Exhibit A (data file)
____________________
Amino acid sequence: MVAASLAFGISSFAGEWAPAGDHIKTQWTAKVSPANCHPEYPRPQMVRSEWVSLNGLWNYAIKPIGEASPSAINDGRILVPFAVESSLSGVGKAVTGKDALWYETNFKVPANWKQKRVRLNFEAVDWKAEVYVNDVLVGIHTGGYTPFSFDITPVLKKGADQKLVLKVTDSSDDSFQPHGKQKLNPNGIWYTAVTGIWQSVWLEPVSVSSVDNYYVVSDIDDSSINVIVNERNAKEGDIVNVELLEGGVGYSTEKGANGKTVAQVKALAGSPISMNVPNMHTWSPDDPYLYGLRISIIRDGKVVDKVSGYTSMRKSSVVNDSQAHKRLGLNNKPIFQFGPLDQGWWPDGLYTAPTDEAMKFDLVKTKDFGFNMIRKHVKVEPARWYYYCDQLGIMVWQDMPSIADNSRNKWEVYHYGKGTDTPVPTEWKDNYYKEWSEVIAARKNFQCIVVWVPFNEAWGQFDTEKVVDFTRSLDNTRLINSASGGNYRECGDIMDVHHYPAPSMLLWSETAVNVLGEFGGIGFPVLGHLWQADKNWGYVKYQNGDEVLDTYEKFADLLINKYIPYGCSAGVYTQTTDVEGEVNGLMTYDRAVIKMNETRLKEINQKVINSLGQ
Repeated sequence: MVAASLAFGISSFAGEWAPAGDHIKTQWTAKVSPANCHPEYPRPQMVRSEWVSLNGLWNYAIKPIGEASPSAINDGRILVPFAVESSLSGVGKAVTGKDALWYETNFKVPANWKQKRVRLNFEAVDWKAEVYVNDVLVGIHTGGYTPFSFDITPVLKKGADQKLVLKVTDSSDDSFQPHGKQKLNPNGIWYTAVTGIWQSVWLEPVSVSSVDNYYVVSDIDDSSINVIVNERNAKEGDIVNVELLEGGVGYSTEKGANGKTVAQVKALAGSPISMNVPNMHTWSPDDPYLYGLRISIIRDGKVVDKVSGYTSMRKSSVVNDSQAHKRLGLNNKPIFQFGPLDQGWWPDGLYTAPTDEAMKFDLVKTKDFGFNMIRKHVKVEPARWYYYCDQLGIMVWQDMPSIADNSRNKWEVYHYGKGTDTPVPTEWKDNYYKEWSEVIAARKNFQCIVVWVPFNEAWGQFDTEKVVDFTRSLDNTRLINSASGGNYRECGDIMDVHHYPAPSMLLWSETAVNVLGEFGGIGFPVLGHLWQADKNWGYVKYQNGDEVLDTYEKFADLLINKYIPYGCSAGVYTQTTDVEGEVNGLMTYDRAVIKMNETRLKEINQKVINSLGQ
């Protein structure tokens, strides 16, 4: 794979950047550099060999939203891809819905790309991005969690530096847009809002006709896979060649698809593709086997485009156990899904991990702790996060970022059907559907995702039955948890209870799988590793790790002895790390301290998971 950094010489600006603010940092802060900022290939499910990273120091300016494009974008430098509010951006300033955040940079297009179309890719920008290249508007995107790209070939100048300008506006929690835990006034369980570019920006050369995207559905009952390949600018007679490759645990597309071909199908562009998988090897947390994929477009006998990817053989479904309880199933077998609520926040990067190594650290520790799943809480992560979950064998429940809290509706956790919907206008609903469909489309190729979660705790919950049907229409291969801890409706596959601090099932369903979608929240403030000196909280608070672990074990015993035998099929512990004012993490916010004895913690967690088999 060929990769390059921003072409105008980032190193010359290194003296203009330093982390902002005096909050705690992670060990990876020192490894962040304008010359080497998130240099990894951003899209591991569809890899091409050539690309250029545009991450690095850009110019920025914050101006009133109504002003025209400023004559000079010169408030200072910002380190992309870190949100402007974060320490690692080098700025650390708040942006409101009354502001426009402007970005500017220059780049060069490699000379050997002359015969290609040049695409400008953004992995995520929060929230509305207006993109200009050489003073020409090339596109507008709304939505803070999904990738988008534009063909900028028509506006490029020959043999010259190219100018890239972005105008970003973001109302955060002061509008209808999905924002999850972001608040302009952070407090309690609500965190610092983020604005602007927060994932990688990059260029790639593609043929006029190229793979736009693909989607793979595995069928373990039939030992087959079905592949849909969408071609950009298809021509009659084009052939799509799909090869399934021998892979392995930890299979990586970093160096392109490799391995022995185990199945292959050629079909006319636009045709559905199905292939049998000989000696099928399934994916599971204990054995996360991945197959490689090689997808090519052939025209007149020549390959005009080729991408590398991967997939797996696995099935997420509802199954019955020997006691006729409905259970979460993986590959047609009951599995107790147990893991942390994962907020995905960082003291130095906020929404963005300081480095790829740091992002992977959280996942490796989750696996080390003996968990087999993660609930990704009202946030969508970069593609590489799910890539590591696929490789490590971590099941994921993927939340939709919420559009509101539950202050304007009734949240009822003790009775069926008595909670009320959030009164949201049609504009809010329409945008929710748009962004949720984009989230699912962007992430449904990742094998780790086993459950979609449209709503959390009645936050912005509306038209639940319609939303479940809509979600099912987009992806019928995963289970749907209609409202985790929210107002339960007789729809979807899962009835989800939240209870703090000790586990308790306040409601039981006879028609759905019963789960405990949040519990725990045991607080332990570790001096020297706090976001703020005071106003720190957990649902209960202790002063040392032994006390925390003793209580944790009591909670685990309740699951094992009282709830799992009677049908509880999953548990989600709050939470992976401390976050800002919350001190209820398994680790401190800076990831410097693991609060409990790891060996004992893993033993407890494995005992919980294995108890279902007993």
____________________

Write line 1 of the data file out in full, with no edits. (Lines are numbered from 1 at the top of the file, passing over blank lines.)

Amino acid sequence: MVAASLAFGISSFAGEWAPAGDHIKTQWTAKVSPANCHPEYPRPQMVRSEWVSLNGLWNYAIKPIGEASPSAINDGRILVPFAVESSLSGVGKAVTGKDALWYETNFKVPANWKQKRVRLNFEAVDWKAEVYVNDVLVGIHTGGYTPFSFDITPVLKKGADQKLVLKVTDSSDDSFQPHGKQKLNPNGIWYTAVTGIWQSVWLEPVSVSSVDNYYVVSDIDDSSINVIVNERNAKEGDIVNVELLEGGVGYSTEKGANGKTVAQVKALAGSPISMNVPNMHTWSPDDPYLYGLRISIIRDGKVVDKVSGYTSMRKSSVVNDSQAHKRLGLNNKPIFQFGPLDQGWWPDGLYTAPTDEAMKFDLVKTKDFGFNMIRKHVKVEPARWYYYCDQLGIMVWQDMPSIADNSRNKWEVYHYGKGTDTPVPTEWKDNYYKEWSEVIAARKNFQCIVVWVPFNEAWGQFDTEKVVDFTRSLDNTRLINSASGGNYRECGDIMDVHHYPAPSMLLWSETAVNVLGEFGGIGFPVLGHLWQADKNWGYVKYQNGDEVLDTYEKFADLLINKYIPYGCSAGVYTQTTDVEGEVNGLMTYDRAVIKMNETRLKEINQKVINSLGQ